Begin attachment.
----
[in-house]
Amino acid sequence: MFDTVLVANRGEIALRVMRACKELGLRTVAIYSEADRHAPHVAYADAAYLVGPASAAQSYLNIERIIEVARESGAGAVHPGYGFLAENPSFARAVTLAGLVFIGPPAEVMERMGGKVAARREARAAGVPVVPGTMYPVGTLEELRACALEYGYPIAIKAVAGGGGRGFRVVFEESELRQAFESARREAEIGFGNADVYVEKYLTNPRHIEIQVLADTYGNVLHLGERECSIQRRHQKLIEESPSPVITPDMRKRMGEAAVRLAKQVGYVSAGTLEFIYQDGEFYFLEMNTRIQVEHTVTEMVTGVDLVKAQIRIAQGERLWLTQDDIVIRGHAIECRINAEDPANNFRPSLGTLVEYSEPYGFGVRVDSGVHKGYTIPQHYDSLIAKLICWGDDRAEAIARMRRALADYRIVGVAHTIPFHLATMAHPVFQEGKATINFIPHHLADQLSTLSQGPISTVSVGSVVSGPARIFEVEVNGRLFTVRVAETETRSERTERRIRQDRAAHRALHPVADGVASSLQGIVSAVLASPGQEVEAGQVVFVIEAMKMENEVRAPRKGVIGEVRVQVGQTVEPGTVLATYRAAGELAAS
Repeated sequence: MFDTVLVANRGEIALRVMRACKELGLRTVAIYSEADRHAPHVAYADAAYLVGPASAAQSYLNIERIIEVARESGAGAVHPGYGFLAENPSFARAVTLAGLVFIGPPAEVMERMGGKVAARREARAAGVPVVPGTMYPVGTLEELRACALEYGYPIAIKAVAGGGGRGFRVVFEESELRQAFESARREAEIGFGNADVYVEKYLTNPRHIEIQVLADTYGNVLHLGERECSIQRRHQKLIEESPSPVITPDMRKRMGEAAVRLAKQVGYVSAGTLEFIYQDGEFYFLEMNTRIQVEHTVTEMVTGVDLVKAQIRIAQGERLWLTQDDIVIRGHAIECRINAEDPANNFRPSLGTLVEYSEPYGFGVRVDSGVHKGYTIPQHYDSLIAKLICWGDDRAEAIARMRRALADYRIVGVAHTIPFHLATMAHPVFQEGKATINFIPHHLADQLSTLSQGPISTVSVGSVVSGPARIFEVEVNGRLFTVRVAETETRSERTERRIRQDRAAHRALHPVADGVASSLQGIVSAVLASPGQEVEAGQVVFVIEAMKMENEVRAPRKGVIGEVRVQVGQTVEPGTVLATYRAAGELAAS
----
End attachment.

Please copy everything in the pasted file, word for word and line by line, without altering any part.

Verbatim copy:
[in-house]
Amino acid sequence: MFDTVLVANRGEIALRVMRACKELGLRTVAIYSEADRHAPHVAYADAAYLVGPASAAQSYLNIERIIEVARESGAGAVHPGYGFLAENPSFARAVTLAGLVFIGPPAEVMERMGGKVAARREARAAGVPVVPGTMYPVGTLEELRACALEYGYPIAIKAVAGGGGRGFRVVFEESELRQAFESARREAEIGFGNADVYVEKYLTNPRHIEIQVLADTYGNVLHLGERECSIQRRHQKLIEESPSPVITPDMRKRMGEAAVRLAKQVGYVSAGTLEFIYQDGEFYFLEMNTRIQVEHTVTEMVTGVDLVKAQIRIAQGERLWLTQDDIVIRGHAIECRINAEDPANNFRPSLGTLVEYSEPYGFGVRVDSGVHKGYTIPQHYDSLIAKLICWGDDRAEAIARMRRALADYRIVGVAHTIPFHLATMAHPVFQEGKATINFIPHHLADQLSTLSQGPISTVSVGSVVSGPARIFEVEVNGRLFTVRVAETETRSERTERRIRQDRAAHRALHPVADGVASSLQGIVSAVLASPGQEVEAGQVVFVIEAMKMENEVRAPRKGVIGEVRVQVGQTVEPGTVLATYRAAGELAAS
Repeated sequence: MFDTVLVANRGEIALRVMRACKELGLRTVAIYSEADRHAPHVAYADAAYLVGPASAAQSYLNIERIIEVARESGAGAVHPGYGFLAENPSFARAVTLAGLVFIGPPAEVMERMGGKVAARREARAAGVPVVPGTMYPVGTLEELRACALEYGYPIAIKAVAGGGGRGFRVVFEESELRQAFESARREAEIGFGNADVYVEKYLTNPRHIEIQVLADTYGNVLHLGERECSIQRRHQKLIEESPSPVITPDMRKRMGEAAVRLAKQVGYVSAGTLEFIYQDGEFYFLEMNTRIQVEHTVTEMVTGVDLVKAQIRIAQGERLWLTQDDIVIRGHAIECRINAEDPANNFRPSLGTLVEYSEPYGFGVRVDSGVHKGYTIPQHYDSLIAKLICWGDDRAEAIARMRRALADYRIVGVAHTIPFHLATMAHPVFQEGKATINFIPHHLADQLSTLSQGPISTVSVGSVVSGPARIFEVEVNGRLFTVRVAETETRSERTERRIRQDRAAHRALHPVADGVASSLQGIVSAVLASPGQEVEAGQVVFVIEAMKMENEVRAPRKGVIGEVRVQVGQTVEPGTVLATYRAAGELAAS